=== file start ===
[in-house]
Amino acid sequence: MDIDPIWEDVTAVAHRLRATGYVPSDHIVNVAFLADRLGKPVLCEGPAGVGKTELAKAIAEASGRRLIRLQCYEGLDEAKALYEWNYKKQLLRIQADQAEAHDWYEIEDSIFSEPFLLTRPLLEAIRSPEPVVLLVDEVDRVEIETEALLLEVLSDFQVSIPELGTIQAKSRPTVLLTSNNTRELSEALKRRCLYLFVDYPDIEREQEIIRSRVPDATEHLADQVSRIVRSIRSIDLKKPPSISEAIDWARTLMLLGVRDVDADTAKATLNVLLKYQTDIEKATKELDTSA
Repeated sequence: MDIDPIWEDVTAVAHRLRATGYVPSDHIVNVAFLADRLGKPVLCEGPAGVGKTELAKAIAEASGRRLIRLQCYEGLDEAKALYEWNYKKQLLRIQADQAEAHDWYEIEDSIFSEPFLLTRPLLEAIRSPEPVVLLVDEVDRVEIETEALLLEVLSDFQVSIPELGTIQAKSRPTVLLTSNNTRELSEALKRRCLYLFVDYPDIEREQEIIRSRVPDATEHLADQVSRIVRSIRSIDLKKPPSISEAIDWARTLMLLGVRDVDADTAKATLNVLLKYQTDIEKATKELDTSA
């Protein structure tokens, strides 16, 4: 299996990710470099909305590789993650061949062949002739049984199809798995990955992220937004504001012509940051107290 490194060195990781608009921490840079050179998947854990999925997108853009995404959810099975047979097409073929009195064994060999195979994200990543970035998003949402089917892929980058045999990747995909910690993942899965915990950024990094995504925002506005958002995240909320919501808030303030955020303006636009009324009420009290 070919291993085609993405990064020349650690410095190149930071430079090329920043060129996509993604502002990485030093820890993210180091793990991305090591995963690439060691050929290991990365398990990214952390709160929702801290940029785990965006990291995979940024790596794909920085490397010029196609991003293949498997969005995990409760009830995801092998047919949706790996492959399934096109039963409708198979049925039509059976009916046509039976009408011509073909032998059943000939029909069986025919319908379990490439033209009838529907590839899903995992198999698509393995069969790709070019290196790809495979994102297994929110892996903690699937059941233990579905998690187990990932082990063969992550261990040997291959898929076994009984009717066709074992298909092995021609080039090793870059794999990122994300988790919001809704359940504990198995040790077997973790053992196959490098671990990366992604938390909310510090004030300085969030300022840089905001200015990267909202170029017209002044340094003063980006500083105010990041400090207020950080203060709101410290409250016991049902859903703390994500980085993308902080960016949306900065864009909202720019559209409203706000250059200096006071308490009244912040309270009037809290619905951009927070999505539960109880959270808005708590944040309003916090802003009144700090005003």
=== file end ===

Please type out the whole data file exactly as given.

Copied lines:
[in-house]
Amino acid sequence: MDIDPIWEDVTAVAHRLRATGYVPSDHIVNVAFLADRLGKPVLCEGPAGVGKTELAKAIAEASGRRLIRLQCYEGLDEAKALYEWNYKKQLLRIQADQAEAHDWYEIEDSIFSEPFLLTRPLLEAIRSPEPVVLLVDEVDRVEIETEALLLEVLSDFQVSIPELGTIQAKSRPTVLLTSNNTRELSEALKRRCLYLFVDYPDIEREQEIIRSRVPDATEHLADQVSRIVRSIRSIDLKKPPSISEAIDWARTLMLLGVRDVDADTAKATLNVLLKYQTDIEKATKELDTSA
Repeated sequence: MDIDPIWEDVTAVAHRLRATGYVPSDHIVNVAFLADRLGKPVLCEGPAGVGKTELAKAIAEASGRRLIRLQCYEGLDEAKALYEWNYKKQLLRIQADQAEAHDWYEIEDSIFSEPFLLTRPLLEAIRSPEPVVLLVDEVDRVEIETEALLLEVLSDFQVSIPELGTIQAKSRPTVLLTSNNTRELSEALKRRCLYLFVDYPDIEREQEIIRSRVPDATEHLADQVSRIVRSIRSIDLKKPPSISEAIDWARTLMLLGVRDVDADTAKATLNVLLKYQTDIEKATKELDTSA
């Protein structure tokens, strides 16, 4: 299996990710470099909305590789993650061949062949002739049984199809798995990955992220937004504001012509940051107290 490194060195990781608009921490840079050179998947854990999925997108853009995404959810099975047979097409073929009195064994060999195979994200990543970035998003949402089917892929980058045999990747995909910690993942899965915990950024990094995504925002506005958002995240909320919501808030303030955020303006636009009324009420009290 070919291993085609993405990064020349650690410095190149930071430079090329920043060129996509993604502002990485030093820890993210180091793990991305090591995963690439060691050929290991990365398990990214952390709160929702801290940029785990965006990291995979940024790596794909920085490397010029196609991003293949498997969005995990409760009830995801092998047919949706790996492959399934096109039963409708198979049925039509059976009916046509039976009408011509073909032998059943000939029909069986025919319908379990490439033209009838529907590839899903995992198999698509393995069969790709070019290196790809495979994102297994929110892996903690699937059941233990579905998690187990990932082990063969992550261990040997291959898929076994009984009717066709074992298909092995021609080039090793870059794999990122994300988790919001809704359940504990198995040790077997973790053992196959490098671990990366992604938390909310510090004030300085969030300022840089905001200015990267909202170029017209002044340094003063980006500083105010990041400090207020950080203060709101410290409250016991049902859903703390994500980085993308902080960016949306900065864009909202720019559209409203706000250059200096006071308490009244912040309270009037809290619905951009927070999505539960109880959270808005708590944040309003916090802003009144700090005003």